Atlantic Council Senior Fellow Dr. Jamie Metzl (left) testifies before the House Select Subcommittee on the Coronavirus Pandemic with (from right) former New York Times editor and author Nicholas Wade, Dr. Paul Auwaerter of Johns Hopkins School of Medicine and Dr. Robert Redfield, former director of the U.S. Centers for Disease Control and Prevention under former President Donald Trump, on Capitol Hill on March 8, 2023. Witnesses and members of the subcommittee aired and debated their disagreements about the possible origins of the COVID-19 coronavirus and whether it came from nature or a laboratory in China. (Photo by Chip Somodevilla/Getty Images)
WASHINGTON — Democrats and Republicans mostly agreed Wednesday that scientists and the intelligence community should fully investigate the origins of COVID-19 without political interference over whether the virus emerged from nature or through a lab leak.
Members from both political parties said throughout the U.S. House Select Subcommittee on the Coronavirus Pandemic hearing that determining the origins could help prepare the United States and other countries to fare better during the next pandemic, or even prevent it.
The experts who testified before the panel, however, noted that there may never be enough evidence for the scientific community to coalesce around an origin.
“There’s no consensus yet about the virus’s origins,” said Paul Auwaerter, clinical director of the Division of Infectious Diseases and a professor at Johns Hopkins School of Medicine. He is also a former president of the Infectious Diseases Society of America
“The Department of Energy with low confidence determined the virus escaped from a laboratory in China based on classified information unavailable to the public. The FBI reached its conclusion with moderate confidence,” Auwaerter said. “On the other hand, many virologists believe compelling evidence points to an animal origin. They conclude that coronavirus most likely jumped from a caged, wild animal into people at a seafood market.”
“We may never know the origin conclusively — making claims that cannot be supported sufficiently by available data only fuels confusion and mistrust,” Auwaerter added.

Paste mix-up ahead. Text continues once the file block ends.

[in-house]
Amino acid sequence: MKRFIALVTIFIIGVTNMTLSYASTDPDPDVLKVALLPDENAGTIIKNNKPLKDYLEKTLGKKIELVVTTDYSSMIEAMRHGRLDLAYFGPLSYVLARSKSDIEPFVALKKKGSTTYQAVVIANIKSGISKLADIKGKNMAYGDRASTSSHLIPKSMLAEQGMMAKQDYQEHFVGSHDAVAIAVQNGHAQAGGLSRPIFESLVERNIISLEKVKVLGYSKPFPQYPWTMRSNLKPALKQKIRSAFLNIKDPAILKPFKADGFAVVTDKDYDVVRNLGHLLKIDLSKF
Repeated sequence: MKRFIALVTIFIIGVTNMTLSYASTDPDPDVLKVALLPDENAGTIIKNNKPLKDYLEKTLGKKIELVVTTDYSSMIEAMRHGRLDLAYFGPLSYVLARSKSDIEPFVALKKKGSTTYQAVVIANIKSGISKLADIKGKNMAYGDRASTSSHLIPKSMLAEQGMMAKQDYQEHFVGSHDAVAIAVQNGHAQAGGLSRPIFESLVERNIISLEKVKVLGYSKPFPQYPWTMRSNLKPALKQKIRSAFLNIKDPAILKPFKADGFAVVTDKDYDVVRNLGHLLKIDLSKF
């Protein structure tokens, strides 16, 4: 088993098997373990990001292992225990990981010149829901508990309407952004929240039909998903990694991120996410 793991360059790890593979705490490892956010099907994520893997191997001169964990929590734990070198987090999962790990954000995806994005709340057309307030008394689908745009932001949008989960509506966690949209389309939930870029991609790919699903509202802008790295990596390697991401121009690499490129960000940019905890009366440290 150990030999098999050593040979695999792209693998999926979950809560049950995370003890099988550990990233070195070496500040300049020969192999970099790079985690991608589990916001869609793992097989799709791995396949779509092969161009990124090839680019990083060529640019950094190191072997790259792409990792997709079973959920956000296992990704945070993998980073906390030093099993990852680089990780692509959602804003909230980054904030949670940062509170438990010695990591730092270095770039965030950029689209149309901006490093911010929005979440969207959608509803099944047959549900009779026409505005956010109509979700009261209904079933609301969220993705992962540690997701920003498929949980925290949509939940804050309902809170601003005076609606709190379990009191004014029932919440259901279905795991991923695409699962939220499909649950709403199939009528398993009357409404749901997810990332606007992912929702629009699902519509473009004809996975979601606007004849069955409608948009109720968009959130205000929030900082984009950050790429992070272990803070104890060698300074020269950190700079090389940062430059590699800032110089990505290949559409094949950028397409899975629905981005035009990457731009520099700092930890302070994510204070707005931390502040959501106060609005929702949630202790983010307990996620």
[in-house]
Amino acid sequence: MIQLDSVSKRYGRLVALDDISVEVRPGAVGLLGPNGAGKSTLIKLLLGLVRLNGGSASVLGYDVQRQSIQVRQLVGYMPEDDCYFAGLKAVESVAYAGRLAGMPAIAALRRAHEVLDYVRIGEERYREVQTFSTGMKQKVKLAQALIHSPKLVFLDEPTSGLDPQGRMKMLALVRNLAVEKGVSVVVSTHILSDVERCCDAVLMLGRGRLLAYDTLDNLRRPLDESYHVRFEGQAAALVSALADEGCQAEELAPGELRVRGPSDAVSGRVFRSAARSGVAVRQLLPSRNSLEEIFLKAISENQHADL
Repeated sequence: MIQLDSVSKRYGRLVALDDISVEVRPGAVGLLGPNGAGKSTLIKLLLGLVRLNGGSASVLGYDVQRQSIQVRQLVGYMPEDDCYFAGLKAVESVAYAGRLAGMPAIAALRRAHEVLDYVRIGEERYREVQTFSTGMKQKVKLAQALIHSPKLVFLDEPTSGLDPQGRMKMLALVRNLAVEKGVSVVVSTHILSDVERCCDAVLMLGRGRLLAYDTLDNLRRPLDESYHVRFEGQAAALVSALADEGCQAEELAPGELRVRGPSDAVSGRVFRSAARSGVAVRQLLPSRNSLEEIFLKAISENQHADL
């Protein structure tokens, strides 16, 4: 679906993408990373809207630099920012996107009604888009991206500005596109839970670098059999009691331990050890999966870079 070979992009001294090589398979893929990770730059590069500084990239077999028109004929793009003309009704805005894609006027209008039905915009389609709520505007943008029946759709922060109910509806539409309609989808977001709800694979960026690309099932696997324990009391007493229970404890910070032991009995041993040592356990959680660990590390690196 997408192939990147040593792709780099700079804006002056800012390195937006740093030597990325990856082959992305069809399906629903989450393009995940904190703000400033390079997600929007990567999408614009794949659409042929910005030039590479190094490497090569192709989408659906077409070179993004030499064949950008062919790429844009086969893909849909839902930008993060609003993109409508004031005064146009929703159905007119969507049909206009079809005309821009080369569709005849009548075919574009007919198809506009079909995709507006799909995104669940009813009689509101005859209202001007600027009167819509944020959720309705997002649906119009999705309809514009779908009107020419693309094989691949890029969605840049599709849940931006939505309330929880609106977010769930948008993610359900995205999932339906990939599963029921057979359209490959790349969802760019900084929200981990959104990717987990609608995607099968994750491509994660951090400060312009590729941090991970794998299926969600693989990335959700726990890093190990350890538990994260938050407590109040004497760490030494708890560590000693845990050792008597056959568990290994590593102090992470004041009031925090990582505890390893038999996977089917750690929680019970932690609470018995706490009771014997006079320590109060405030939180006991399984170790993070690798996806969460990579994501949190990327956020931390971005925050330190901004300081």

Robert Redfield, director of the U.S. Centers for Disease Control and Prevention during the Trump administration, testified that there are two competing views within the scientific community about the origins of COVID-19.
The first is that the virus moved from an animal population to humans, sometimes referred to as a spillover event from nature, and then began to spread from there.
“This is a situation in which the virus naturally mutates and becomes more transmissible from one species to another,” Redfield said. “In this case, from bats to humans via an intermediate species. This is what happened in previous outbreaks of SARS and MERS and earlier coronavirus that emerged from bats and spread through an intermediate animal.”
The second hypothesis about the origins of the virus, he said, is that it evolved in a research laboratory involved in gain-of-function research.
“This is a type of research in which scientists seek to increase the transmissibility or pathogenicity of an organism in order to better understand that organism and inform preparedness efforts and the development of countermeasures such as therapeutics and vaccines,” Redfield said. “Under this theory, COVID infected the general population after it was accidentally leaked from a lab in China.”
Redfield testified that he believes COVID-19 “more likely was a result of an accidental lab leak than a result of a natural spillover event.”
Redfield later testified doesn’t personally support gain-of-function research, though he wanted to stress to the committee “the men and women that support it are people of good faith, because they truly believe it’s going to lead to a potential benefit.”
Jamie Metzl, senior fellow at the Atlantic Council, a think tank that tends to focus on foreign policy, told the panel that everyone should be open to both hypotheses as new evidence emerges about the origins of COVID-19.
Metzl, who is not a scientist or a medical researcher but a nonresident senior fellow for technology and national security, testified he believes current information makes a lab leak more likely.